What Is the Quickest Way to Pay Off a Mortgage?
You don’t have to wait 30 years to be mortgage-free. While it’s possible to pay your mortgage off quickly by putting all your extra money into it, you can use other strategies to speed up the payoff that have a less dramatic effect on your life.
Just Pay Extra
The simplest way to pay your mortgage off quickly is to send extra money to your lender every month. Be sure to have the money applied to your mortgage principal instead of toward your next payment. Paying an extra $100 per month would pay your mortgage off sooner and could save you hundreds, if not thousands.
Some mortgage lenders offer a bi-weekly payment option. With a bi-weekly payment, you pay your mortgage every other week, making 26 half-payments per year, the financial equivalent of 13 monthly payments. If you get paid every other week instead of twice a month, this option may be a good match for you, since it could line up with your paycheck. The key benefit of a bi-weekly payment is the extra payment you are making each year. Over the course of a 30-year mortgage, you could end up paying off your mortgage in about 25 years. Confirm the terms before setting this up as some lenders charge for this service.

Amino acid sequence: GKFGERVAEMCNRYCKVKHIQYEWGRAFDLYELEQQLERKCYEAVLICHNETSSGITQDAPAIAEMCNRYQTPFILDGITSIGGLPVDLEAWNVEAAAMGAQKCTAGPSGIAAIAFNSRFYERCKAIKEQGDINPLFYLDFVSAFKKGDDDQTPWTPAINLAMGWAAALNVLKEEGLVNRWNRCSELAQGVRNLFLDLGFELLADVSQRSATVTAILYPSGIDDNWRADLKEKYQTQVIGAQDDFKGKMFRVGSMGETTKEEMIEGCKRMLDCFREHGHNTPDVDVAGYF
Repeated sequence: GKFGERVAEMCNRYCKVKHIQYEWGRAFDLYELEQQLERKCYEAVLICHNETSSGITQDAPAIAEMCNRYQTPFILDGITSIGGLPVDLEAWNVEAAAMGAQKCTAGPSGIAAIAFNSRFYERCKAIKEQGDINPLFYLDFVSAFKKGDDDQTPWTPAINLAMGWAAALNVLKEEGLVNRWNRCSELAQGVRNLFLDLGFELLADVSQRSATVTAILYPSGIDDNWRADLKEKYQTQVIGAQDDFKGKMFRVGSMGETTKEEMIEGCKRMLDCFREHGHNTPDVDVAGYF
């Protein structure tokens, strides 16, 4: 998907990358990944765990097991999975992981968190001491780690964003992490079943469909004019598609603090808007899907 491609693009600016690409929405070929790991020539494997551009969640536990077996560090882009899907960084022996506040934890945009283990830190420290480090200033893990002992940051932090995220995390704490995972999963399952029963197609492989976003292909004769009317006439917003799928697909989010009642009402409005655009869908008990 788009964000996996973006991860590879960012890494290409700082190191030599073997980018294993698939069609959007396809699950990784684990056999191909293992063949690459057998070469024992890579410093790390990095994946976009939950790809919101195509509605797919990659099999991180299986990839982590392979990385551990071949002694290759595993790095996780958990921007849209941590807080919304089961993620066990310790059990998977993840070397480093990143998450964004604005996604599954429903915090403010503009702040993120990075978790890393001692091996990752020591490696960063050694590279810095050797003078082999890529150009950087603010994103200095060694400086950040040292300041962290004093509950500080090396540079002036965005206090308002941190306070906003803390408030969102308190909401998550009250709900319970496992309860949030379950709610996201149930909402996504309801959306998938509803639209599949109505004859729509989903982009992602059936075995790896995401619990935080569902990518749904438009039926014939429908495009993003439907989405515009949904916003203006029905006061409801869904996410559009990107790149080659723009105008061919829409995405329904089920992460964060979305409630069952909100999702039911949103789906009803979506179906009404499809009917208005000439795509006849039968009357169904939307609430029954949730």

Another way to pay your mortgage off more quickly is to refinance it to a shorter term. In addition to setting you up for a faster payoff, a shorter term mortgage usually means a lower interest rate and higher payment. You’ll likely have a higher monthly payment with a 15-year loan, but you still save money by not paying for the interest that would normally accrue over a 30-year period.
Reduce Other Debt First
As tempting as it is to pay off your mortgage as quickly as possible, because it is likely your largest loan, realize that it makes the most financial sense to pay off debts with the highest interest rates first. Once those other debts are paid off, you can take the money you were using to pay them down and apply it to your mortgage.
Other Helpful Resources
– Should I Refinance my Mortgage Calculator
This article is provided for general guidance and information. It is not intended as, nor should it be construed to be, legal, financial or other professional advice. Please consult with your attorney or financial advisor to discuss any legal or financial issues involved with credit decisions.
Published by permission from ConsumerInfo.com, Inc. © 2017 ConsumerInfo.com, Inc. All rights reserved.